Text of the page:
Similarly, to the extent that petitioner paid any additional expenses for Worldly Connections, Inc., during the 1994 taxable year out of her own pocket (e.g., $155), these expenses should also be considered contributions of capital and are nondeductible to petitioner on her individual Federal income tax return. See Deputy v. du Pont, supra.
II. Section 72(t) Tax
Section 72(t) imposes an additional 10-percent tax on the amount of an early distribution from a qualified retirement account (as defined in section 4974(c)). See sec. 72(t). Section 72(t)(2) provides for certain exceptions to the imposition of this 10-percent tax.
Petitioner received a $35,000 distribution in 1993 and a $8,717.32 distribution in 1994 from her IRA's, which are qualified retirement plans under section 4974(c)(4). Petitioner testified that she withdrew the money from her IRA's to provide for her own subsistence and that of her family. This is not one of the exceptions set forth in section 72(t)(2), and petitioner has failed to present evidence that would trigger any of the statutory exceptions to the imposition of the 10-percent tax. Accordingly, petitioner is liable for the 10-percent additional tax on the $35,000 and $8,717.32 early distributions under section 72(t).
III. Additions to Tax Under Sections 6651(a) and 6654(a)
We now address whether petitioner is liable for additions to tax under section 6651(a) for the 1993 and 1994 taxable years and under section 6654(a) for the 1993 taxable year. Petitioner bears the burden of proving respondent's determination is in error. See Rule 142(a).
Section 6012(a) requires the filing of income tax returns, section 6072(a) sets forth the due date, and section 6651(a)(1) imposes an addition to tax for failure to file a return timely. Pursuant to section 6651(a)(1), the addition to tax for failure to timely file a required income tax return is imposed "unless it is shown that such failure is due to reasonable cause and not due to willful neglect".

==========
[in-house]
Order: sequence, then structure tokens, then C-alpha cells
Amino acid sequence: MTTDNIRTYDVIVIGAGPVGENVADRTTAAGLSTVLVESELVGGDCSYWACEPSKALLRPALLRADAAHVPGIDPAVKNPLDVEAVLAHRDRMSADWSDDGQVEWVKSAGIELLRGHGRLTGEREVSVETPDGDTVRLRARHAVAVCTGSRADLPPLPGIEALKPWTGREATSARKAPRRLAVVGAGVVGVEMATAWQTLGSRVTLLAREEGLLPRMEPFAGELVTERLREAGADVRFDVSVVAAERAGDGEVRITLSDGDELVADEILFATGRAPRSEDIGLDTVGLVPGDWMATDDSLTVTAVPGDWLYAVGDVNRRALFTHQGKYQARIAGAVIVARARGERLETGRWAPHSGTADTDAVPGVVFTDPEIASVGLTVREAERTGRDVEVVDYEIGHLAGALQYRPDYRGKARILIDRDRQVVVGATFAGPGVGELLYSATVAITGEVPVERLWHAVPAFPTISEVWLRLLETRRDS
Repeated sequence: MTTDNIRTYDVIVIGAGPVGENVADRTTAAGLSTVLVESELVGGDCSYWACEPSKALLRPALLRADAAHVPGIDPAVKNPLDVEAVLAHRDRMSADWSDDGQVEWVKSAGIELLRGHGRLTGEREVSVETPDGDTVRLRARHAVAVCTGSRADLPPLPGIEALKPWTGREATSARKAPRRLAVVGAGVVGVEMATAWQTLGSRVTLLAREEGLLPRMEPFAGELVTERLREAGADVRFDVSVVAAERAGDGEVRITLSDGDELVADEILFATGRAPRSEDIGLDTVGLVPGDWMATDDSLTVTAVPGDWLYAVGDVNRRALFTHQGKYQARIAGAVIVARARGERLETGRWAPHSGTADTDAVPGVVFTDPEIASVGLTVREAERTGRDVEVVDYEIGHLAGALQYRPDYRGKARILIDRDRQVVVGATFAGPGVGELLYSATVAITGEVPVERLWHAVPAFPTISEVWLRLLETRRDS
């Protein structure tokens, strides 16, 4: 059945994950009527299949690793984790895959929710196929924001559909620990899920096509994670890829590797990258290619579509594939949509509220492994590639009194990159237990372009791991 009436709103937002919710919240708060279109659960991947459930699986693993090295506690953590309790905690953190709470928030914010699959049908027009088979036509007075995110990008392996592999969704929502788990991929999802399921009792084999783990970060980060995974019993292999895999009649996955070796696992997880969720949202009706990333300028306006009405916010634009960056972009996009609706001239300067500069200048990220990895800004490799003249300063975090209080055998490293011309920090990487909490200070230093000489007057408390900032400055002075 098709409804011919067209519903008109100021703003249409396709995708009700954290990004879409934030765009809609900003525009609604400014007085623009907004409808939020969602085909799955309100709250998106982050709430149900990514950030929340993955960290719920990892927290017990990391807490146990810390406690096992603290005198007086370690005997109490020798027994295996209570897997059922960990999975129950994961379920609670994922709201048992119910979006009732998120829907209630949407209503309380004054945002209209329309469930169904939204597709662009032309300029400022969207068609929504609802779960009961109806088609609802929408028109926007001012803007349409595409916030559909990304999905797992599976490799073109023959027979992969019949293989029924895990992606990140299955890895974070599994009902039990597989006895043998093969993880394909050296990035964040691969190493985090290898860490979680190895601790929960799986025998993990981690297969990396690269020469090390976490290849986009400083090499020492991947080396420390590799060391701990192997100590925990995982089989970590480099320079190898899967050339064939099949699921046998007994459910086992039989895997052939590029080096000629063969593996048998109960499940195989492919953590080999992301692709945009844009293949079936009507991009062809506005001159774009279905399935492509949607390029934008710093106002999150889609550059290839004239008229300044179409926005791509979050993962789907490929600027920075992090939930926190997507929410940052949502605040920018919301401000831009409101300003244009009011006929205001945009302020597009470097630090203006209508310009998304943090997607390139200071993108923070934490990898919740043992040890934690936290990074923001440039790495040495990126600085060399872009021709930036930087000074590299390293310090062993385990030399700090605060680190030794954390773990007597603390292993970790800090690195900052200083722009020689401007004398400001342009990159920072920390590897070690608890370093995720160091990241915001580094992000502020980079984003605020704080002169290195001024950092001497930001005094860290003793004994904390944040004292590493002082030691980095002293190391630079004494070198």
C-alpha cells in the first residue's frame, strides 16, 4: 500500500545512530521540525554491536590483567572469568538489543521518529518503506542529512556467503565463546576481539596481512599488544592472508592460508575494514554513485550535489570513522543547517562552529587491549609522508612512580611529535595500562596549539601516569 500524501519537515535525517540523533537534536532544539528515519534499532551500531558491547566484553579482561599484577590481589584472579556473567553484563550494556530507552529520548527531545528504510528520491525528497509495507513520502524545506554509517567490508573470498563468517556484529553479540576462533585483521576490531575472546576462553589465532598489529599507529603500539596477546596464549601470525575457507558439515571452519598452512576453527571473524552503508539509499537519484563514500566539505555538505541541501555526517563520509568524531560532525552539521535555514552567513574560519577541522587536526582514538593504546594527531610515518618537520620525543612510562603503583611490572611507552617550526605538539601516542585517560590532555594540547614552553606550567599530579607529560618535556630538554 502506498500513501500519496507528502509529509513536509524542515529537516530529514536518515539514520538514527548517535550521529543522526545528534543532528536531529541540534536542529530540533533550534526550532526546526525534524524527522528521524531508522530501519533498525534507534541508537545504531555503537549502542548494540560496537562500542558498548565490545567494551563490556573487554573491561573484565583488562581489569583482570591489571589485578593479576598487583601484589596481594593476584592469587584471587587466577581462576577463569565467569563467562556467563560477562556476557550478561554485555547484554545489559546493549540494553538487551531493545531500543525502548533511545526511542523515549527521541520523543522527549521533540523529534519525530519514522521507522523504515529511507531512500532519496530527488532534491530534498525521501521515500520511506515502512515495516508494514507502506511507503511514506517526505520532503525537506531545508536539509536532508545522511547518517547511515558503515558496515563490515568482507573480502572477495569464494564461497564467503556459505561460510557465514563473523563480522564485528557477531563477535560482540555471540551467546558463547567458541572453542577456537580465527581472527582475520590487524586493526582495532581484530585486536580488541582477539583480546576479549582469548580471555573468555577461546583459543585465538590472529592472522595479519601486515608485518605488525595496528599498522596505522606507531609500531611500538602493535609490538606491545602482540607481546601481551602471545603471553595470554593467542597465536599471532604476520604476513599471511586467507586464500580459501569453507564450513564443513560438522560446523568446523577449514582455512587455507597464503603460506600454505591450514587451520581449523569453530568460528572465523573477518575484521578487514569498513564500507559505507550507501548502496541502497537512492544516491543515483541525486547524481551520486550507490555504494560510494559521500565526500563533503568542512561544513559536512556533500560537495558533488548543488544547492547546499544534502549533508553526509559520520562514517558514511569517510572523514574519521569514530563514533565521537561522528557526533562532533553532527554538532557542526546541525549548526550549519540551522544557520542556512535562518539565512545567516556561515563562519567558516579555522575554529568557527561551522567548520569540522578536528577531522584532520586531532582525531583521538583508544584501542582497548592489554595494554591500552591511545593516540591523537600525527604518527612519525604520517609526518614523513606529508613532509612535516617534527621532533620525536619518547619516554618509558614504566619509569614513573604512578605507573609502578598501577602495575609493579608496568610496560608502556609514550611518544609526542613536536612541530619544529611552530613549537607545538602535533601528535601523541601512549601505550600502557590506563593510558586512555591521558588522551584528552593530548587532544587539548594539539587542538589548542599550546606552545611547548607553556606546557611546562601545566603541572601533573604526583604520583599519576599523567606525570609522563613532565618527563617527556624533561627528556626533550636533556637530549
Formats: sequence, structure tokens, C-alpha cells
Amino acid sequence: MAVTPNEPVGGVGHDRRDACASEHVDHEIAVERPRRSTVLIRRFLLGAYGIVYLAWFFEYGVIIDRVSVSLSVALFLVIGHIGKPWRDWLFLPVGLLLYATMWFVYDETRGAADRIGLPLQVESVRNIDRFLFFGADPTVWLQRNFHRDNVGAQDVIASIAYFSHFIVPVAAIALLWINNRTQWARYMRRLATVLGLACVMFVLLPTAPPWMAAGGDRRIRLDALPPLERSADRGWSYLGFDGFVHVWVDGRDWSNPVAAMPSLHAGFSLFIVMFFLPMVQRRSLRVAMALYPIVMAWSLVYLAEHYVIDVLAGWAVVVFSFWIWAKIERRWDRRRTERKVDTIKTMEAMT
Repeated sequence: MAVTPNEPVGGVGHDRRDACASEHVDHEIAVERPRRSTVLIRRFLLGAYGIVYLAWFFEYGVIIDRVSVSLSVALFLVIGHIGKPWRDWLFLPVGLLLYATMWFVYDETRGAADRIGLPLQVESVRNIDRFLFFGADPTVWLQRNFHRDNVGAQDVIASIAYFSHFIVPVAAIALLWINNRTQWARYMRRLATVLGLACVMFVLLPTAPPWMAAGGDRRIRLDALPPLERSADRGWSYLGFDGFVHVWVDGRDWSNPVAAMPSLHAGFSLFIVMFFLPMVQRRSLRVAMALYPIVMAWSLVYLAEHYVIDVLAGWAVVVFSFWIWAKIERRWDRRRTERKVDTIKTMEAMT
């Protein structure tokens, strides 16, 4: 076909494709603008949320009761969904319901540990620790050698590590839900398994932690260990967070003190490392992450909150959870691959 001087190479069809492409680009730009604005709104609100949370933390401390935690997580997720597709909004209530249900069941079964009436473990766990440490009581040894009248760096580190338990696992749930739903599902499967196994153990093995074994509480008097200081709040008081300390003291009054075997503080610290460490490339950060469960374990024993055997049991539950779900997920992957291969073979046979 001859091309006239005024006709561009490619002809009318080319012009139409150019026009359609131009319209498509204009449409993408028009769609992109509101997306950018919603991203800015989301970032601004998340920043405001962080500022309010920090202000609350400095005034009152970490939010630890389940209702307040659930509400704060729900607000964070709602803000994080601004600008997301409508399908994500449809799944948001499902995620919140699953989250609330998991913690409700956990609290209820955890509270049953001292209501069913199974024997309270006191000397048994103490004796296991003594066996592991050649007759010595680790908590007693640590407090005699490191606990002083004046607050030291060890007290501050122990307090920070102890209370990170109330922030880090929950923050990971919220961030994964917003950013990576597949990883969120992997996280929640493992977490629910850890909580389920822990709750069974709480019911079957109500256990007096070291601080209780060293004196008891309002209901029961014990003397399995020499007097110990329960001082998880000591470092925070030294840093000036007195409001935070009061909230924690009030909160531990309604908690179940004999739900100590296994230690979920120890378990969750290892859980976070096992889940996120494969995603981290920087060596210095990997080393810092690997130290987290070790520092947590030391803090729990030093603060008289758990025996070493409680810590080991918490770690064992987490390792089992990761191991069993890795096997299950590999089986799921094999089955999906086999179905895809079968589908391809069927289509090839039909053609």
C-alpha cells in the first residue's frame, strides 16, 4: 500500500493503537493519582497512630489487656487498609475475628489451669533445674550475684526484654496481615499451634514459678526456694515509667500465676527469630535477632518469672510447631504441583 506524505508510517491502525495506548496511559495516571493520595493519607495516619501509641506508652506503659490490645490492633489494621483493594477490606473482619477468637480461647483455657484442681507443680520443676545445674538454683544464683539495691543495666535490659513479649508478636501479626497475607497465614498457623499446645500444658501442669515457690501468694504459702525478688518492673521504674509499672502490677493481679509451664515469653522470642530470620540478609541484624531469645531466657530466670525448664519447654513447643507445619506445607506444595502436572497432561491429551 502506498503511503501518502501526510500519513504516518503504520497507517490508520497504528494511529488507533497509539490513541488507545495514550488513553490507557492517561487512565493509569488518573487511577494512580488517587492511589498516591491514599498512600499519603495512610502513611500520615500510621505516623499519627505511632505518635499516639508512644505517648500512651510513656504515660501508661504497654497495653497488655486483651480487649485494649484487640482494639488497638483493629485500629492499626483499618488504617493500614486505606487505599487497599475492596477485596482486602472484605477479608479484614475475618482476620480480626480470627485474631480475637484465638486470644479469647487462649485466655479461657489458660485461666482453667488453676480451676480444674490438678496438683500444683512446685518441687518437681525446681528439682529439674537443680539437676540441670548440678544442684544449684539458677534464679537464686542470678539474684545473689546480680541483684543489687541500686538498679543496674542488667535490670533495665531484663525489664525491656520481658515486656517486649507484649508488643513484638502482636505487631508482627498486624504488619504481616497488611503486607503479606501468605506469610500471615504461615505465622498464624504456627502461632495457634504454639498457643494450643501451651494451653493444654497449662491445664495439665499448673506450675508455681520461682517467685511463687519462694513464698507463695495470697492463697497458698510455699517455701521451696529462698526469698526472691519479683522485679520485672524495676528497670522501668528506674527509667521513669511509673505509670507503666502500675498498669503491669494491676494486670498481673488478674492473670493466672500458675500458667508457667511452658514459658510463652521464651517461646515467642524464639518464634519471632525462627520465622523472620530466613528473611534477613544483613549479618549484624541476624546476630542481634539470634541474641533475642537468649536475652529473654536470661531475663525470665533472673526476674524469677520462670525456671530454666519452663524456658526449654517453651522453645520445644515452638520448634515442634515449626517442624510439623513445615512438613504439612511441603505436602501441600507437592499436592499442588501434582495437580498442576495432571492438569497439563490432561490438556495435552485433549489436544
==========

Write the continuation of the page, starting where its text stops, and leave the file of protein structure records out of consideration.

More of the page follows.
Petitioner regularly filed Federal income tax returns up to and through the 1992 taxable year. Sometime in 1992 or 1993, petitioner consulted with a tax attorney regarding the filing of her tax return for the 1993 taxable year. Subsequently, petitioner timely filed a request with the IRS seeking an extension of time to file her 1993 Federal income tax return. Thus, it is clear that petitioner knew of her obligation to file tax returns.
Petitioner stated that the reason she did not file Federal income tax returns for the 1993 and 1994 taxable years was because she "ran out of money." Inability to pay, however, does not relieve a taxpayer of his or her obligation to properly and timely file an income tax return. See Bowden v. Commissioner [Dec. 51,445(M)], T.C. Memo. 1996-318 (taxpayer's alleged inability to pay tax was not reasonable cause for late filing). Petitioner also stated that she did not file her Federal income tax returns in protest over a dispute with the IRS concerning FICA overwithholding by her former employer, TWA, for the 1988 taxable year. The existence of a dispute or protest with the IRS does not constitute reasonable cause for not timely filing one's returns for subsequent years. See Glowinski v. Commissioner [Dec. 21,551], 25 T.C. 934 (1956), affd. per curiam [57-1 USTC ╤ 9469] 243 F.2d 635 (D.C. Cir. 1957) (taxpayer's dispute with IRS concerning liability for prior tax years was not reasonable cause for not filing for year in question).
The fact that petitioner lacked the ability to pay the tax liability and the fact that petitioner was in disagreement with the Commissioner concerning a prior taxable year do not constitute reasonable cause for failing to file Federal income tax returns for the 1993 and 1994 tax years. Accordingly, petitioner is liable for additions to tax under section 6651(a)(1).
Section 6654(a) requires the imposition of an addition to tax in the case of any underpayment of estimated tax by an individual. See Estate of Ruben v. Commissioner [Dec. 24,109], 33 T.C. 1071, 1072 (1960). Section 6654(e) provides exceptions to the imposition of additions to tax under section 6654(a). Petitioner bears the burden of proving that one of these exceptions is applicable. Petitioner introduced no evidence as to the applicability of the exceptions provided under section 6654(e). Accordingly, petitioner is liable for the addition to tax under section 6654(a).
To reflect the foregoing,
Decision will be entered under Rule 155.